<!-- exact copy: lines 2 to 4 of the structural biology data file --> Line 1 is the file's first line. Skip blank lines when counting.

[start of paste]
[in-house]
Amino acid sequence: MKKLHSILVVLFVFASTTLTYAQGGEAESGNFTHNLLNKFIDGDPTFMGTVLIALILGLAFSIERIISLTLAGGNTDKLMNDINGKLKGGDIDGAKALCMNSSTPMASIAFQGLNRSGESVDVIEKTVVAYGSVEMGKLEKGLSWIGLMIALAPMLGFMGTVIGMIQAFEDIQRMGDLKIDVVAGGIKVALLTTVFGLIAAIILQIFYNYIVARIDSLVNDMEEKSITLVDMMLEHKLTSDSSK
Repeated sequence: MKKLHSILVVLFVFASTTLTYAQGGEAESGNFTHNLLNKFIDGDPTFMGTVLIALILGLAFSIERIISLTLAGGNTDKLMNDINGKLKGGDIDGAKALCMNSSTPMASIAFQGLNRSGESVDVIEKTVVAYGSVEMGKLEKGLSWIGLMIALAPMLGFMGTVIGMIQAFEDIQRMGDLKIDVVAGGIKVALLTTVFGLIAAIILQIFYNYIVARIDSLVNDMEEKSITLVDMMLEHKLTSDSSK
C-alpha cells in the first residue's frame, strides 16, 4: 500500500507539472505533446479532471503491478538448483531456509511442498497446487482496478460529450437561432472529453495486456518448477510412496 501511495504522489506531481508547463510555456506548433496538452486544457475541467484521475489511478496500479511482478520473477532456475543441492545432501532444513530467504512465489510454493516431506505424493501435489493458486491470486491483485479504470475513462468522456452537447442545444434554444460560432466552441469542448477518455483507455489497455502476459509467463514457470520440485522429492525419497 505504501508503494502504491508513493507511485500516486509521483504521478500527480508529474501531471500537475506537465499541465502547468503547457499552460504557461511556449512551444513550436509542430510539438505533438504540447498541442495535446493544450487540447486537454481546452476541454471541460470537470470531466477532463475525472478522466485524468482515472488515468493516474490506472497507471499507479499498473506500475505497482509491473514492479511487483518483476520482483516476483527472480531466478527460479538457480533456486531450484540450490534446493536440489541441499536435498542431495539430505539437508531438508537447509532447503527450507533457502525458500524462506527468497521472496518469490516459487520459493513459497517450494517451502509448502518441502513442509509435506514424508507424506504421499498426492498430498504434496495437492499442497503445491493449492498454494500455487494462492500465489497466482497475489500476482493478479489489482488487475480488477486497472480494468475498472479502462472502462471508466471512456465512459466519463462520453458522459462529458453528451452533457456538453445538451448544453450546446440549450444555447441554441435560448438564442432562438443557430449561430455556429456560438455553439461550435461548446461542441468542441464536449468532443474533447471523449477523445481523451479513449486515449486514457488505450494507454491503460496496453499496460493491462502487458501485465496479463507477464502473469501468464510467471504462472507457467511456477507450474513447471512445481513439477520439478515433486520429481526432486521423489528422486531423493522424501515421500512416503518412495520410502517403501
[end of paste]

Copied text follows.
Amino acid sequence: MKKLHSILVVLFVFASTTLTYAQGGEAESGNFTHNLLNKFIDGDPTFMGTVLIALILGLAFSIERIISLTLAGGNTDKLMNDINGKLKGGDIDGAKALCMNSSTPMASIAFQGLNRSGESVDVIEKTVVAYGSVEMGKLEKGLSWIGLMIALAPMLGFMGTVIGMIQAFEDIQRMGDLKIDVVAGGIKVALLTTVFGLIAAIILQIFYNYIVARIDSLVNDMEEKSITLVDMMLEHKLTSDSSK
Repeated sequence: MKKLHSILVVLFVFASTTLTYAQGGEAESGNFTHNLLNKFIDGDPTFMGTVLIALILGLAFSIERIISLTLAGGNTDKLMNDINGKLKGGDIDGAKALCMNSSTPMASIAFQGLNRSGESVDVIEKTVVAYGSVEMGKLEKGLSWIGLMIALAPMLGFMGTVIGMIQAFEDIQRMGDLKIDVVAGGIKVALLTTVFGLIAAIILQIFYNYIVARIDSLVNDMEEKSITLVDMMLEHKLTSDSSK
C-alpha cells in the first residue's frame, strides 16, 4: 500500500507539472505533446479532471503491478538448483531456509511442498497446487482496478460529450437561432472529453495486456518448477510412496 501511495504522489506531481508547463510555456506548433496538452486544457475541467484521475489511478496500479511482478520473477532456475543441492545432501532444513530467504512465489510454493516431506505424493501435489493458486491470486491483485479504470475513462468522456452537447442545444434554444460560432466552441469542448477518455483507455489497455502476459509467463514457470520440485522429492525419497 505504501508503494502504491508513493507511485500516486509521483504521478500527480508529474501531471500537475506537465499541465502547468503547457499552460504557461511556449512551444513550436509542430510539438505533438504540447498541442495535446493544450487540447486537454481546452476541454471541460470537470470531466477532463475525472478522466485524468482515472488515468493516474490506472497507471499507479499498473506500475505497482509491473514492479511487483518483476520482483516476483527472480531466478527460479538457480533456486531450484540450490534446493536440489541441499536435498542431495539430505539437508531438508537447509532447503527450507533457502525458500524462506527468497521472496518469490516459487520459493513459497517450494517451502509448502518441502513442509509435506514424508507424506504421499498426492498430498504434496495437492499442497503445491493449492498454494500455487494462492500465489497466482497475489500476482493478479489489482488487475480488477486497472480494468475498472479502462472502462471508466471512456465512459466519463462520453458522459462529458453528451452533457456538453445538451448544453450546446440549450444555447441554441435560448438564442432562438443557430449561430455556429456560438455553439461550435461548446461542441468542441464536449468532443474533447471523449477523445481523451479513449486515449486514457488505450494507454491503460496496453499496460493491462502487458501485465496479463507477464502473469501468464510467471504462472507457467511456477507450474513447471512445481513439477520439478515433486520429481526432486521423489528422486531423493522424501515421500512416503518412495520410502517403501